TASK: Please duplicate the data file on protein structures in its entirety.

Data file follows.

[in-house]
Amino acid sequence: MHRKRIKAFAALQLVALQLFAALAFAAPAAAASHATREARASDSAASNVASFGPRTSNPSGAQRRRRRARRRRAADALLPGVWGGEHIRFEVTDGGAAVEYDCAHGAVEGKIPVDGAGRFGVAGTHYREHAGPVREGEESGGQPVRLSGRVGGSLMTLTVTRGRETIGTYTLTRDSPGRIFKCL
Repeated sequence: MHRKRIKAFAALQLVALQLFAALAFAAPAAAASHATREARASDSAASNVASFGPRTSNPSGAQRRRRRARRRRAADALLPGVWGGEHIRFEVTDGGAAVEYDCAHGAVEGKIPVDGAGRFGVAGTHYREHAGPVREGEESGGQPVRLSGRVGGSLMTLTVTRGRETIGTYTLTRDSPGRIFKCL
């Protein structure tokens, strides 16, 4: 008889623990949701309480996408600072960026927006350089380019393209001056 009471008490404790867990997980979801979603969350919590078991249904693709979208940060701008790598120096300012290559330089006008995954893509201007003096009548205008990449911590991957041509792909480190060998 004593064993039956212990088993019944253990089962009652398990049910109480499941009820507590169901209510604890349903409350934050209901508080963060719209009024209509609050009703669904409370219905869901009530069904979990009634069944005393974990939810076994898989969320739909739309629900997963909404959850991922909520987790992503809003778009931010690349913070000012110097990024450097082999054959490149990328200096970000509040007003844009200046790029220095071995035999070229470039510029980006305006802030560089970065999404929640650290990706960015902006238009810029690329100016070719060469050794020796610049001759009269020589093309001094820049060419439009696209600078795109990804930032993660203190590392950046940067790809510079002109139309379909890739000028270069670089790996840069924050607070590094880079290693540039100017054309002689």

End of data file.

[in-house]
Amino acid sequence: MHRKRIKAFAALQLVALQLFAALAFAAPAAAASHATREARASDSAASNVASFGPRTSNPSGAQRRRRRARRRRAADALLPGVWGGEHIRFEVTDGGAAVEYDCAHGAVEGKIPVDGAGRFGVAGTHYREHAGPVREGEESGGQPVRLSGRVGGSLMTLTVTRGRETIGTYTLTRDSPGRIFKCL
Repeated sequence: MHRKRIKAFAALQLVALQLFAALAFAAPAAAASHATREARASDSAASNVASFGPRTSNPSGAQRRRRRARRRRAADALLPGVWGGEHIRFEVTDGGAAVEYDCAHGAVEGKIPVDGAGRFGVAGTHYREHAGPVREGEESGGQPVRLSGRVGGSLMTLTVTRGRETIGTYTLTRDSPGRIFKCL
């Protein structure tokens, strides 16, 4: 008889623990949701309480996408600072960026927006350089380019393209001056 009471008490404790867990997980979801979603969350919590078991249904693709979208940060701008790598120096300012290559330089006008995954893509201007003096009548205008990449911590991957041509792909480190060998 004593064993039956212990088993019944253990089962009652398990049910109480499941009820507590169901209510604890349903409350934050209901508080963060719209009024209509609050009703669904409370219905869901009530069904979990009634069944005393974990939810076994898989969320739909739309629900997963909404959850991922909520987790992503809003778009931010690349913070000012110097990024450097082999054959490149990328200096970000509040007003844009200046790029220095071995035999070229470039510029980006305006802030560089970065999404929640650290990706960015902006238009810029690329100016070719060469050794020796610049001759009269020589093309001094820049060419439009696209600078795109990804930032993660203190590392950046940067790809510079002109139309379909890739000028270069670089790996840069924050607070590094880079290693540039100017054309002689």